Your post sounds fascinating. As you described, the beginning of the novel seems to be really eery like a nightmare. The plot conflates private memories with Spain’s history and the author share surname, date of birth with the narrator. You wrote the atmosphere of the novel resembles the mood of Bulgakov’s The Master and Margarita. It is a convincing statement. I remembered having the book stored on my bookshelf. It stood in the second row of compartment number 3. Now I put it in the first row. I should have a look again into the book again. It is fascinating to read that you also like this novel. My bookshop told me they could deliver „The Back Room“ within 14 days. Thank for your post.
    Best regards
    Wolfgang

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    1. Dear Wolfgang
      Thank you for your comment. It's good to hear from you again. Are you interested in Spanish history or is it more the personal account you find intriguing? For me it was mostly the latter although I'm starting to learn a lot more about Spain's history and it is definitely not boring.
      I hope you're well!
      Ida

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    2. Hi Ida,
      I have the same motives as you. I like to read novels about human behaviors under severe societal circumstances which are at the same time tightly bound to magical situations and psychological incidents and which are also linked to the real history, f.e. as described in Bulgakov's "Master" or in Zafons "The Shadow of the Wind." It is really perfect when you learn something about history by reading such novels because it causes you to engage deeper with historical events as you do.
      Best regards
      Wolfgang

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    3. Hello Wolfgang,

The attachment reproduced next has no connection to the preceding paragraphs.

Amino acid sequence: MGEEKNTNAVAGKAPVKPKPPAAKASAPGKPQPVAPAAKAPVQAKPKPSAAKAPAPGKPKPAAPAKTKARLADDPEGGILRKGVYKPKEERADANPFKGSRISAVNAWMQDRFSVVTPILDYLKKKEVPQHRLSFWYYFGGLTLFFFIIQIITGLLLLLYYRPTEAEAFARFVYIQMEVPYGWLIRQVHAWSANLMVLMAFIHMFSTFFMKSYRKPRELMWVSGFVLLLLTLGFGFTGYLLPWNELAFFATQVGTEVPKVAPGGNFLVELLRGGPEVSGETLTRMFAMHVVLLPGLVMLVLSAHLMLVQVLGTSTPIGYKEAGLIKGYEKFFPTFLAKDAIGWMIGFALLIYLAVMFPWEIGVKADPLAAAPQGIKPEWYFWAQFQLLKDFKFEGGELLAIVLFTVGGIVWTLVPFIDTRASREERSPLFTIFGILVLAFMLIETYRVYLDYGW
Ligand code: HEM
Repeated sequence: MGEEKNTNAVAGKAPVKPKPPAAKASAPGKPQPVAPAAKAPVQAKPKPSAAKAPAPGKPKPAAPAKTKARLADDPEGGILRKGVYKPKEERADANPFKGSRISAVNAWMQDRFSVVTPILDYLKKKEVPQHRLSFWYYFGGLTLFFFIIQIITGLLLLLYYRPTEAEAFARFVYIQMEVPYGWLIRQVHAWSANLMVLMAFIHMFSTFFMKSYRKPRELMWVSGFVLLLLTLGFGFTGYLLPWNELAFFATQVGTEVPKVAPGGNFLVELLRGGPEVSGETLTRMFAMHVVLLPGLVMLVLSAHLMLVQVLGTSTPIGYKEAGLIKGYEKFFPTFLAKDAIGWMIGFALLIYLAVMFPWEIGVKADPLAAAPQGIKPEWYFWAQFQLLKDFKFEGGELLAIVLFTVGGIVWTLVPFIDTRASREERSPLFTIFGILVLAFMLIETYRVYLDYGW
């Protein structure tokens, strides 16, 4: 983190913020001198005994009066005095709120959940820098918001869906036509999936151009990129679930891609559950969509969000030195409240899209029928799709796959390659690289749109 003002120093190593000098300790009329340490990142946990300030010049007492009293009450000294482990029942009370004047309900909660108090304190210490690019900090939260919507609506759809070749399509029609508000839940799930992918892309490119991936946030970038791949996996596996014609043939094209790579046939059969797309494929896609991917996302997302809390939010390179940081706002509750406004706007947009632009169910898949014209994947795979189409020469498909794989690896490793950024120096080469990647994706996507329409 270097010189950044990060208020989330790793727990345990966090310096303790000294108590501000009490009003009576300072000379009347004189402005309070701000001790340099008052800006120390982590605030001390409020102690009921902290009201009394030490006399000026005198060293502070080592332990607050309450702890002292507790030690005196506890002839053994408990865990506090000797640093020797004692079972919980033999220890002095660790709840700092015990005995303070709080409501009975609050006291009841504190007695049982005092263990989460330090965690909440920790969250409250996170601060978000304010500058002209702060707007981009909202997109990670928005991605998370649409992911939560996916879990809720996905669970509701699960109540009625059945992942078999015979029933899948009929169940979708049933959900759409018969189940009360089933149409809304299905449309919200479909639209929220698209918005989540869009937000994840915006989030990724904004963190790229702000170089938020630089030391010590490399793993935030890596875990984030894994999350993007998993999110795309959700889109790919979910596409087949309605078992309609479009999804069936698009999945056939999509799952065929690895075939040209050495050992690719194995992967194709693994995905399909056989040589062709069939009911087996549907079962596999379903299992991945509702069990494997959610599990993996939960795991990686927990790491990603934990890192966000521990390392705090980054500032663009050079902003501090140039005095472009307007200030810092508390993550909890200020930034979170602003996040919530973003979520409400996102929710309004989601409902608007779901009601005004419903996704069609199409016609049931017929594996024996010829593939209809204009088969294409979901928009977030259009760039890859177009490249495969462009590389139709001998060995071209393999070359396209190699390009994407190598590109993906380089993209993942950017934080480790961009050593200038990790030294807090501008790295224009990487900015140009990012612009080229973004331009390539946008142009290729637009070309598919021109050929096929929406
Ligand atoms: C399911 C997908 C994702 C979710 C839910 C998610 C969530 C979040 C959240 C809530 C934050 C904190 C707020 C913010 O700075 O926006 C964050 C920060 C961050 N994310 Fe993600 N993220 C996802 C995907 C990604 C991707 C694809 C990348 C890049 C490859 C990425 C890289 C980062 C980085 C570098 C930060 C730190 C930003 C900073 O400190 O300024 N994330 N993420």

It certainly sounds like you'll like The Back Room then. It is indeed very tightly woven together with both human behaviour and psychology and historical accounts. I have never read The Shadow of the Wind, but I've been told it's beautiful. Should I read it?
      All the best
      Ida

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    4. Hi Ida,
      Yes, I recommend to you reading the novel „The Shadow of the Wind.“ The plot is also settled in Spain of the Franco era. There such a dense fantastical atmosphere which is always pervaded by very realistic incidents. You will never lose the reference on the societal reality. At the beginning of the novel you‘ll accompany the figure Daniel to the cemetery of lost books, and there he chooses a book which is furthermore determined his life… It would be not clear did he choose the book or did the book pick him throughout the novel. I don’t reveal more.
      I’m so wondering how C.M. Gaite is telling her story because the background is also Franco’s Spain.
      Best regards
      Wolfgang
      PS: Belated Happy Birthday!

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  2. Hi Ida. Jeg har sendt dig en email. Jeg ved ikke om du har set den, og hvis du har, og ikke har interesse, så er det selvfølgelig i orden. Vil bare lige være sikker på, du har fået min forespørgsel.
    Vh. Sune.

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    1. Hej Sune.
      Jeg har svaret din mail. Jeg beklager forsinkelsen. Jeg håber, du har fået den? :-)
      Kh